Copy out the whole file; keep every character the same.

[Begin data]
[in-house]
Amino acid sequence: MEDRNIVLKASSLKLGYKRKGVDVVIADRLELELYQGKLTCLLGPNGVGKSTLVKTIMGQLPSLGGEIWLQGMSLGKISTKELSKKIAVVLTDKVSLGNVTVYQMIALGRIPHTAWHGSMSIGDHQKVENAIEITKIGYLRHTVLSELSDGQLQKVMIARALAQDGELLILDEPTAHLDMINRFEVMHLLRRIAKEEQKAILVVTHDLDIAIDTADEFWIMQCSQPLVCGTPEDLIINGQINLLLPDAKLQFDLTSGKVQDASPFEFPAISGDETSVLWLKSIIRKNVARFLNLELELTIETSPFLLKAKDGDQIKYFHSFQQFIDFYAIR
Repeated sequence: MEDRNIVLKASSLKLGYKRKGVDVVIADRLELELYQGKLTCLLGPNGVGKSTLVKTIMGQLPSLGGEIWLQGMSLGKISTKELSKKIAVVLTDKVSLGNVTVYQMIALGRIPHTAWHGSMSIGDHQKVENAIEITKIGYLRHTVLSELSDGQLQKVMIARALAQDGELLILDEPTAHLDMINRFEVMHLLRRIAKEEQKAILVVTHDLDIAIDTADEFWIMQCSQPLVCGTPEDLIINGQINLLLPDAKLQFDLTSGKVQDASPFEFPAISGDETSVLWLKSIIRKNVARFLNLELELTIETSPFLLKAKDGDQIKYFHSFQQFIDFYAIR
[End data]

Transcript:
[in-house]
Amino acid sequence: MEDRNIVLKASSLKLGYKRKGVDVVIADRLELELYQGKLTCLLGPNGVGKSTLVKTIMGQLPSLGGEIWLQGMSLGKISTKELSKKIAVVLTDKVSLGNVTVYQMIALGRIPHTAWHGSMSIGDHQKVENAIEITKIGYLRHTVLSELSDGQLQKVMIARALAQDGELLILDEPTAHLDMINRFEVMHLLRRIAKEEQKAILVVTHDLDIAIDTADEFWIMQCSQPLVCGTPEDLIINGQINLLLPDAKLQFDLTSGKVQDASPFEFPAISGDETSVLWLKSIIRKNVARFLNLELELTIETSPFLLKAKDGDQIKYFHSFQQFIDFYAIR
Repeated sequence: MEDRNIVLKASSLKLGYKRKGVDVVIADRLELELYQGKLTCLLGPNGVGKSTLVKTIMGQLPSLGGEIWLQGMSLGKISTKELSKKIAVVLTDKVSLGNVTVYQMIALGRIPHTAWHGSMSIGDHQKVENAIEITKIGYLRHTVLSELSDGQLQKVMIARALAQDGELLILDEPTAHLDMINRFEVMHLLRRIAKEEQKAILVVTHDLDIAIDTADEFWIMQCSQPLVCGTPEDLIINGQINLLLPDAKLQFDLTSGKVQDASPFEFPAISGDETSVLWLKSIIRKNVARFLNLELELTIETSPFLLKAKDGDQIKYFHSFQQFIDFYAIR